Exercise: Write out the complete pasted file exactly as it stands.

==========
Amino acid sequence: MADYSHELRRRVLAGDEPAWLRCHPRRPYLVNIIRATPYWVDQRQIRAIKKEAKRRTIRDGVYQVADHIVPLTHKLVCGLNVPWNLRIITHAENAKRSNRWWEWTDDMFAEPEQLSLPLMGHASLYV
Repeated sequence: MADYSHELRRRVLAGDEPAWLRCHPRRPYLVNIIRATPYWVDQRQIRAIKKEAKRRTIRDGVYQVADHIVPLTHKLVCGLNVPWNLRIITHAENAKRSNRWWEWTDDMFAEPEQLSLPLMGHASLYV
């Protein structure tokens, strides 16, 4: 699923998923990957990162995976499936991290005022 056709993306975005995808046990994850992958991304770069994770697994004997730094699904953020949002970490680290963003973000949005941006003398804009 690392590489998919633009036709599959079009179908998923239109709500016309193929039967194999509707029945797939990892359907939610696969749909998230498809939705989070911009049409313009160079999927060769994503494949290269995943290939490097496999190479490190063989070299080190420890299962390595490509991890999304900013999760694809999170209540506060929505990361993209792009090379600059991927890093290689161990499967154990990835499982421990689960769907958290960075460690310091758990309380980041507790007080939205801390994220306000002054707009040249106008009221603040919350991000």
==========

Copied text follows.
Amino acid sequence: MADYSHELRRRVLAGDEPAWLRCHPRRPYLVNIIRATPYWVDQRQIRAIKKEAKRRTIRDGVYQVADHIVPLTHKLVCGLNVPWNLRIITHAENAKRSNRWWEWTDDMFAEPEQLSLPLMGHASLYV
Repeated sequence: MADYSHELRRRVLAGDEPAWLRCHPRRPYLVNIIRATPYWVDQRQIRAIKKEAKRRTIRDGVYQVADHIVPLTHKLVCGLNVPWNLRIITHAENAKRSNRWWEWTDDMFAEPEQLSLPLMGHASLYV
């Protein structure tokens, strides 16, 4: 699923998923990957990162995976499936991290005022 056709993306975005995808046990994850992958991304770069994770697994004997730094699904953020949002970490680290963003973000949005941006003398804009 690392590489998919633009036709599959079009179908998923239109709500016309193929039967194999509707029945797939990892359907939610696969749909998230498809939705989070911009049409313009160079999927060769994503494949290269995943290939490097496999190479490190063989070299080190420890299962390595490509991890999304900013999760694809999170209540506060929505990361993209792009090379600059991927890093290689161990499967154990990835499982421990689960769907958290960075460690310091758990309380980041507790007080939205801390994220306000002054707009040249106008009221603040919350991000």